Uber’s battle with California’s Department of Motor Vehicles has come to an end. Just over one week after they arrived in the city, the DMV has forced the ride-hailing firm’s self-driving SUVs off San Francisco’s roads.
On December 14, less than 24 hours after Uber introduced its autonomous Volvo XC90s to its hometown, the state’s DMV threatened the company with legal action unless it registered for a permit to conduct self-driving vehicle testing.
Uber argued that it doesn’t need a permit because its SUVs have a person behind the wheel at all times monitoring the system, so they can’t be considered fully autonomous. Anthony Levandowski, head of Uber’s autonomous vehicle program, called the company’s stance “an important issue of principle.”
But after numerous reports of the vehicles breaking road laws and endangering cyclists, the DMV finally ran out of patience with Uber last night. The agency revoked the registration of 16 self-driving vehicles Uber was using in its San Francisco testing.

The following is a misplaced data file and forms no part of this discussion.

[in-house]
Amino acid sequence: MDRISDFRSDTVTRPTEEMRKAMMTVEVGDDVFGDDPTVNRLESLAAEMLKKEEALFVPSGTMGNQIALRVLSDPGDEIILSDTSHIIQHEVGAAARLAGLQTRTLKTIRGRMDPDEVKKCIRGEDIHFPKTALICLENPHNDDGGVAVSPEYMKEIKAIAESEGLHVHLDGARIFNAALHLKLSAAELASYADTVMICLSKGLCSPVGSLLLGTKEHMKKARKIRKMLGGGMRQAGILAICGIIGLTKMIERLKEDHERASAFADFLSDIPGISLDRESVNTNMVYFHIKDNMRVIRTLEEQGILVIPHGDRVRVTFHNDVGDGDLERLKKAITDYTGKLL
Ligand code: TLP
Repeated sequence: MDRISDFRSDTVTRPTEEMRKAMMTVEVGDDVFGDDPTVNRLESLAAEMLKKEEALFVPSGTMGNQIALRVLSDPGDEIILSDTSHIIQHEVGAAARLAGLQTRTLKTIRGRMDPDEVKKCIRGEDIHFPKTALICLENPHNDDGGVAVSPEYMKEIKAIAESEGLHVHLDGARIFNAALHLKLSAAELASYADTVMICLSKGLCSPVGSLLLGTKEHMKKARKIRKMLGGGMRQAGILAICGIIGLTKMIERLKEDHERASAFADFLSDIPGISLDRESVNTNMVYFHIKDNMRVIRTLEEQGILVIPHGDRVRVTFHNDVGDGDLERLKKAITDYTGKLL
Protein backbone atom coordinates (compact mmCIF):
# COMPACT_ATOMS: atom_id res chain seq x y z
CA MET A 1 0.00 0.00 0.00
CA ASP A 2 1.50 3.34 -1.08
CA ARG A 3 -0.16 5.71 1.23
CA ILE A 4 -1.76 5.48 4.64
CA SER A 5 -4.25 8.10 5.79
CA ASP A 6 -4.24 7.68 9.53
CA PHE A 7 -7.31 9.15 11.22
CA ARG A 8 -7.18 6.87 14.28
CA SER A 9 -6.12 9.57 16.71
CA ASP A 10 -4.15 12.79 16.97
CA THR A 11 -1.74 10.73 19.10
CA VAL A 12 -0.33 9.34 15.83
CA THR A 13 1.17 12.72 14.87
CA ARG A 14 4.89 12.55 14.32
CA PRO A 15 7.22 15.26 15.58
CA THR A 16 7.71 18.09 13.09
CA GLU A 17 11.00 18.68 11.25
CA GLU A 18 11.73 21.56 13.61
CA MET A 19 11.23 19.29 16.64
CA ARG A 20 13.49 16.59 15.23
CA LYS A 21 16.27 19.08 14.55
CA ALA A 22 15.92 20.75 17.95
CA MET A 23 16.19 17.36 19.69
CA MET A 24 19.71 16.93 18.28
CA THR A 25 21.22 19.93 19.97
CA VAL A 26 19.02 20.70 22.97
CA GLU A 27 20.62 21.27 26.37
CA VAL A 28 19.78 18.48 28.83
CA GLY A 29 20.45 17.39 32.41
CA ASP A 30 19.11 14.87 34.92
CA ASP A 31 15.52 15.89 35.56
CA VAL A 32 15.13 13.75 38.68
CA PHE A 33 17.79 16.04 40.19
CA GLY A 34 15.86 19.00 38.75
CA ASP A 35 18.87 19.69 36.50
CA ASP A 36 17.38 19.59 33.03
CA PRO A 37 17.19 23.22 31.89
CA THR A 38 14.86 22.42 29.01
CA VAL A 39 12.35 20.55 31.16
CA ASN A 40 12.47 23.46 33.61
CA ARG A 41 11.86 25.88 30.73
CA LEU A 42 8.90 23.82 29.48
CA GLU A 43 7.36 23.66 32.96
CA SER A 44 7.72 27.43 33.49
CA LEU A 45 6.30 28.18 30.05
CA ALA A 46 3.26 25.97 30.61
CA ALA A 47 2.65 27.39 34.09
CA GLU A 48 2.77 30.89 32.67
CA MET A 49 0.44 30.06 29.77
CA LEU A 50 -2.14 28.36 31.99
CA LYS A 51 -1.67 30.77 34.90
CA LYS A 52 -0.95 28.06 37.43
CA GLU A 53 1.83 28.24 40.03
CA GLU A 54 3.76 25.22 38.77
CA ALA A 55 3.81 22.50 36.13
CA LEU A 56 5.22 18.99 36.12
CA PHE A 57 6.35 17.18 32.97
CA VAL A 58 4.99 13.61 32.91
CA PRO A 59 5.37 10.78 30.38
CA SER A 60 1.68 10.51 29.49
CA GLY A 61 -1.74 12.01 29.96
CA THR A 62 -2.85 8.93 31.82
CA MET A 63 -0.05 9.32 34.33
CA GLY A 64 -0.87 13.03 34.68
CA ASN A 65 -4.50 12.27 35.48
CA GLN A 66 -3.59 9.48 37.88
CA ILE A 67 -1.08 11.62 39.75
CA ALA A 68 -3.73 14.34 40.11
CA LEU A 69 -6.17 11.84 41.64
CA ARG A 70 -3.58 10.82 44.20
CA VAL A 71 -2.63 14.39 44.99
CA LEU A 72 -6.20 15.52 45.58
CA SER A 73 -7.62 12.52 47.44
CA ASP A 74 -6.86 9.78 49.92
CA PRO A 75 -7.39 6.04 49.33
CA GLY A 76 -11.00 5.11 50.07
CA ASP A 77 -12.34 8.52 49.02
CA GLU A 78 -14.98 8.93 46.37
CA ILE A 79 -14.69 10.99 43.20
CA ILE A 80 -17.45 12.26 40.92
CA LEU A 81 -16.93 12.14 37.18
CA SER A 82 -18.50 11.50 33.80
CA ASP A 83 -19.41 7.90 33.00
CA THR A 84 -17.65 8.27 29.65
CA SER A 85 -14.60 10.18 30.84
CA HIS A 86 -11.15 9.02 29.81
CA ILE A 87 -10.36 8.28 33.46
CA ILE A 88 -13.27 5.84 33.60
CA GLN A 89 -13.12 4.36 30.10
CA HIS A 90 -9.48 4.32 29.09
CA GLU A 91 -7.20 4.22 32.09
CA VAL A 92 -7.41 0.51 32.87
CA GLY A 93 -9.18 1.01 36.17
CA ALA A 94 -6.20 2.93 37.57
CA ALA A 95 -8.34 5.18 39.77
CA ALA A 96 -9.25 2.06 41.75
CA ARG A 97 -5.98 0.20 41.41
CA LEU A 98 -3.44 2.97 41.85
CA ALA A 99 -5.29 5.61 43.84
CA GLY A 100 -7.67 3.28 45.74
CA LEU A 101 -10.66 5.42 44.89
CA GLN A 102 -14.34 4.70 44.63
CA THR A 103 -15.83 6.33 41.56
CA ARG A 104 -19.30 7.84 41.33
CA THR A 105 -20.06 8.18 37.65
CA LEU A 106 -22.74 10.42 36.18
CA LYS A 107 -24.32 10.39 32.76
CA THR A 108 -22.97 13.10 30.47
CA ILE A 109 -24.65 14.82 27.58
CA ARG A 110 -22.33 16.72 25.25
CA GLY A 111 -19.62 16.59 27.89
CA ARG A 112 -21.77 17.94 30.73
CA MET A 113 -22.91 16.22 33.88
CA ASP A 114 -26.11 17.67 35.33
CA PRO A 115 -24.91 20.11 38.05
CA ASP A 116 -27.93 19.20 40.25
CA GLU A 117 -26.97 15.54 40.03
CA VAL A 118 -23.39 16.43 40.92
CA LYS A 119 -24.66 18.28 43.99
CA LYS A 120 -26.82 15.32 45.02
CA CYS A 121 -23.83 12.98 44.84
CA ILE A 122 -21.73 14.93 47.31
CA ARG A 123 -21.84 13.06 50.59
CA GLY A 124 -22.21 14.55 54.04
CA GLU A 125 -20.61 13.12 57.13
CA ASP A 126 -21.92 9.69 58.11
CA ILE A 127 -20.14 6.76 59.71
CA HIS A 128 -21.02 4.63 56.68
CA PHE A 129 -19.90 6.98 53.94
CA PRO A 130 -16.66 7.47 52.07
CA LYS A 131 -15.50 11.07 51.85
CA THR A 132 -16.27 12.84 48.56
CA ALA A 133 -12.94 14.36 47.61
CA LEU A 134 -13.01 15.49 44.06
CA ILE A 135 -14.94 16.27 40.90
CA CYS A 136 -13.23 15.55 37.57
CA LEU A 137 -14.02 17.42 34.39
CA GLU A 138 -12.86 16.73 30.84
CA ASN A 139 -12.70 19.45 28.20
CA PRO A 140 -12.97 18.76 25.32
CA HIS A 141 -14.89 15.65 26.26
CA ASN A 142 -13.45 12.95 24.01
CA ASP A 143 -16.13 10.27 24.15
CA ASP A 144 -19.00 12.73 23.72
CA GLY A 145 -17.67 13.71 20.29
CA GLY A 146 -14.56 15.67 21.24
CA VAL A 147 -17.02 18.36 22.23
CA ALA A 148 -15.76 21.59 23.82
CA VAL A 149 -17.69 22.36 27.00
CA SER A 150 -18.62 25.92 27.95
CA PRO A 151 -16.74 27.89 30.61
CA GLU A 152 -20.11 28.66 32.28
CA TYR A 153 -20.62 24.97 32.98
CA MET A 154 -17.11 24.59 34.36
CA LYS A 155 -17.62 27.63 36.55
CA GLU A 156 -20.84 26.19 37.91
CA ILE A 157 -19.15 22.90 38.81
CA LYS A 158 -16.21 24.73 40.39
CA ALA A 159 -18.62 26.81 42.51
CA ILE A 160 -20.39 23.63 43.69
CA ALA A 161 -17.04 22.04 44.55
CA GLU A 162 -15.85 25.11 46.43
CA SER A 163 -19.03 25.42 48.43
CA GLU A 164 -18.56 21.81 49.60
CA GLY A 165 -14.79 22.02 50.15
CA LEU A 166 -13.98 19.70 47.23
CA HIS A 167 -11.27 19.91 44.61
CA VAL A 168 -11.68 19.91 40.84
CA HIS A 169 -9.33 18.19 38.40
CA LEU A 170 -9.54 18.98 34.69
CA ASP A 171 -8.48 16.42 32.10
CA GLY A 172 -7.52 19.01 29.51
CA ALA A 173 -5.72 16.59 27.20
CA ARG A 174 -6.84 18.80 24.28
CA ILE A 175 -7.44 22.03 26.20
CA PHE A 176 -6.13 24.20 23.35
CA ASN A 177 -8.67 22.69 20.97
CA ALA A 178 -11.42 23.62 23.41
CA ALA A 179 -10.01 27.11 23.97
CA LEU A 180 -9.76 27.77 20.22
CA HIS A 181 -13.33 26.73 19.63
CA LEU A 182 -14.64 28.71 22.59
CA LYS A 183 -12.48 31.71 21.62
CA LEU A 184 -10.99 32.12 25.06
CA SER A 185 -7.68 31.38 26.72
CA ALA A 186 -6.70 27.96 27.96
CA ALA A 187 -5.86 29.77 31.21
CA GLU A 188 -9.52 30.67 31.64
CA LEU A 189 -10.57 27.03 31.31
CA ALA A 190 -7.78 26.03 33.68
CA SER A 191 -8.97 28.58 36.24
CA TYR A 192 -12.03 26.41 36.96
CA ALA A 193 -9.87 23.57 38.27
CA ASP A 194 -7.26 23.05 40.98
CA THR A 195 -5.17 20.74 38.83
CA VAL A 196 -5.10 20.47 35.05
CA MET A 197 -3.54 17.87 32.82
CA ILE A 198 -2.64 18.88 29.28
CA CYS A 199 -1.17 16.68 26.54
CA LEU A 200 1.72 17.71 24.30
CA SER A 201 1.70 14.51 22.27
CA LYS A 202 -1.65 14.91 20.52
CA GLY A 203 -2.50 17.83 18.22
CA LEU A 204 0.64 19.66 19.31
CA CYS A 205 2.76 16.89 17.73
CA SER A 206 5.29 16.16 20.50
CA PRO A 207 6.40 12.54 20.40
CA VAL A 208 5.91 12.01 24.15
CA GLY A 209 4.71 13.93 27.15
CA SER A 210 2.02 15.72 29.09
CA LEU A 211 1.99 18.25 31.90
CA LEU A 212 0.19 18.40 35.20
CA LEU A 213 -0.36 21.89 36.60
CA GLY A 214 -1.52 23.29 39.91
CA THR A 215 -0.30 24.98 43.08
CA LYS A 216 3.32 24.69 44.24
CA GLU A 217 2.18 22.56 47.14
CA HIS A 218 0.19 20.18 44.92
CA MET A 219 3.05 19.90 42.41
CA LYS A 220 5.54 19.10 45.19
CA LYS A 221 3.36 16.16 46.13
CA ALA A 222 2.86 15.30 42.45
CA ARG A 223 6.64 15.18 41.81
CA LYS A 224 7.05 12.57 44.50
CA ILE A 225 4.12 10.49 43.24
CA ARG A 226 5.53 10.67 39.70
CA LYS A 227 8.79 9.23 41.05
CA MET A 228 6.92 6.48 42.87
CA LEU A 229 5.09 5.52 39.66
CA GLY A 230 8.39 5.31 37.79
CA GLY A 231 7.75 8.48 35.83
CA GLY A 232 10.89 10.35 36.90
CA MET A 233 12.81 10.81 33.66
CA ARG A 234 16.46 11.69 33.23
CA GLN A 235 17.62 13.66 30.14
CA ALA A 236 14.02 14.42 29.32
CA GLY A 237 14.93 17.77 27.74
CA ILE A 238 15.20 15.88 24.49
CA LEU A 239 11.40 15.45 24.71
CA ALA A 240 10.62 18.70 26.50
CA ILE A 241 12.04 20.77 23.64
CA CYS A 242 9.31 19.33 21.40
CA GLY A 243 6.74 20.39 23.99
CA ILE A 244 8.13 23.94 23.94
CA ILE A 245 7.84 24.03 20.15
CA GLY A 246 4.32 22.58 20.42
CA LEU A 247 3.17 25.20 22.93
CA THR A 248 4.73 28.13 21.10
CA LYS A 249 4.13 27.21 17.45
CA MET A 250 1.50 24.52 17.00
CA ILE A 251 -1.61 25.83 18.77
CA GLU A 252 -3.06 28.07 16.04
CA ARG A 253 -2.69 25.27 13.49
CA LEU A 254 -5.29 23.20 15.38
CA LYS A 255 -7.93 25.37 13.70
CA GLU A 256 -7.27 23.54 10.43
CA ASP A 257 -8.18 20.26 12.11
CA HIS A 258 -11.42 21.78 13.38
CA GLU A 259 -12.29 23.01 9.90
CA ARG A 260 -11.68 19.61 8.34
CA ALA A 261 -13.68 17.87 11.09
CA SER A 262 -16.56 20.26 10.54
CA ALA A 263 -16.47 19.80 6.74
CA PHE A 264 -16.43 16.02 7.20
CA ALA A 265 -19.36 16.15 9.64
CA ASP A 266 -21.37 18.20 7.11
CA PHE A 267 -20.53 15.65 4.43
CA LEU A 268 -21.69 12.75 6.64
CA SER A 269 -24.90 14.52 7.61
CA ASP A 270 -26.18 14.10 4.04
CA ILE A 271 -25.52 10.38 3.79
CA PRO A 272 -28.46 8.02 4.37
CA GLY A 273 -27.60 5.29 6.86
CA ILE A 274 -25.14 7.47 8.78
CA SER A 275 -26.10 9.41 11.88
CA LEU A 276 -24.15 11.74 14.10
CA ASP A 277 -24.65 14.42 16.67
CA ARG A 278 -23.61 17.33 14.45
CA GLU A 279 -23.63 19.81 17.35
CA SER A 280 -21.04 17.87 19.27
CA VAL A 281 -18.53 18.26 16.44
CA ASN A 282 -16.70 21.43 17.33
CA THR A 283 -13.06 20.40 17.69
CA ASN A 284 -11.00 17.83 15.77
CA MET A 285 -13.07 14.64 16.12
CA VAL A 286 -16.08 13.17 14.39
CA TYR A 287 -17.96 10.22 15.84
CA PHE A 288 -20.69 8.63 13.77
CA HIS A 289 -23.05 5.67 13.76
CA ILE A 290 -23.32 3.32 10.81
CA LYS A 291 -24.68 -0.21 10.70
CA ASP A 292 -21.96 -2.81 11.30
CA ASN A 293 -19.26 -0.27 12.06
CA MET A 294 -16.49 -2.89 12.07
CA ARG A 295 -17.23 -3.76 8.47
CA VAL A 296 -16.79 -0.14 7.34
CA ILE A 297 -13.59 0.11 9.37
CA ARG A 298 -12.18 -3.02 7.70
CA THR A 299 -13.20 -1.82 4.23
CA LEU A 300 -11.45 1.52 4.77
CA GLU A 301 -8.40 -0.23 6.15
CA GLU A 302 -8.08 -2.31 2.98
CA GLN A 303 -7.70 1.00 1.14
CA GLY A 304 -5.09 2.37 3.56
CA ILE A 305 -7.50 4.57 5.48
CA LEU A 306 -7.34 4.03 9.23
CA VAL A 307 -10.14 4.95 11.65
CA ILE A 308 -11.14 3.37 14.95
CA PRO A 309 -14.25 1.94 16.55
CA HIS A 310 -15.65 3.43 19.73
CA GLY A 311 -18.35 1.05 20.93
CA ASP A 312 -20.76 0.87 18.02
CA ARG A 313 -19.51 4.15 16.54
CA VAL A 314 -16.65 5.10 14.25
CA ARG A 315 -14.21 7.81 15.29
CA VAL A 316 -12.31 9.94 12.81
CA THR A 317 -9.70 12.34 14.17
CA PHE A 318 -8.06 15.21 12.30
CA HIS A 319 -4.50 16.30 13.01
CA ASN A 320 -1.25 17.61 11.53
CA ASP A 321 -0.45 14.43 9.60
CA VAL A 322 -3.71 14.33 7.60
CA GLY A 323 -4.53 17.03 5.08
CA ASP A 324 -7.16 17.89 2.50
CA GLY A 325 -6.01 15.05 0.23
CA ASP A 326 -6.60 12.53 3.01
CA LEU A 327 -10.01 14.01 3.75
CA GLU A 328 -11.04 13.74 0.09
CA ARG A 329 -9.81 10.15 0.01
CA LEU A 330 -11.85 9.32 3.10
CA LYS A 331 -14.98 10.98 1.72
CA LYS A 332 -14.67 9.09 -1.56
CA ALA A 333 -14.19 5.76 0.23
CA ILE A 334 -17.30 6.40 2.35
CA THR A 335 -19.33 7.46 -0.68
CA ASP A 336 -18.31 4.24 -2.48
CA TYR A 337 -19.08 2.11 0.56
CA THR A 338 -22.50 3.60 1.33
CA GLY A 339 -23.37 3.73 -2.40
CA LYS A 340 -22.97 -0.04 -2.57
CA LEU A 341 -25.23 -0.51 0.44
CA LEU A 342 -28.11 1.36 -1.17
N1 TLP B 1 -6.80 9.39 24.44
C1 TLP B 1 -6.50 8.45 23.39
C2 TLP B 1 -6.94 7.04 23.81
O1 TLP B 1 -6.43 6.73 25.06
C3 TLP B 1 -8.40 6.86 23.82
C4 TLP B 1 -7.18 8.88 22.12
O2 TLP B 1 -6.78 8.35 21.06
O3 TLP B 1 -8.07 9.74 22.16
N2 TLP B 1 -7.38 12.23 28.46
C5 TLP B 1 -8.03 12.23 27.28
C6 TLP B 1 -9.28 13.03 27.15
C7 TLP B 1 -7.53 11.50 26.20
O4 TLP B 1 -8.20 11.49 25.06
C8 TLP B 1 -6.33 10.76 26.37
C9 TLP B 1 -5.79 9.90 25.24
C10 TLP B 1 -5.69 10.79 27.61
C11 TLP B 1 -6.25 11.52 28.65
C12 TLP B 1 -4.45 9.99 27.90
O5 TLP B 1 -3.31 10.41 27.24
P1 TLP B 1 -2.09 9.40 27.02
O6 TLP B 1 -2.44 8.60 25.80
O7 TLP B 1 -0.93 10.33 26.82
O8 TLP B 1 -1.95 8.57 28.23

The company said it will now look at other locations where it can continue testing its driverless cars.
“We have stopped our self-driving pilot in California as the DMV has revoked the registrations for our self-driving cars. We’re now looking at where we can redeploy these cars but remain 100 percent committed to California and will be redoubling our efforts to develop workable statewide rules,” the company said in a statement.
The DMV claims that it had invited Uber to apply for a permit at the same time as it revoked the vehicle registrations. It added that it could take less than 72 hours for the permits to arrive once the applications were complete.
More than 20 other companies have successfully applied to test self-driving vehicles in California. It’s been suggested that Uber was against the process because it didn’t want to hand over its autonomous car data to regulators.
Uber’s Pittsburgh self-driving program, which began in September and uses Ford vehicles, will continue.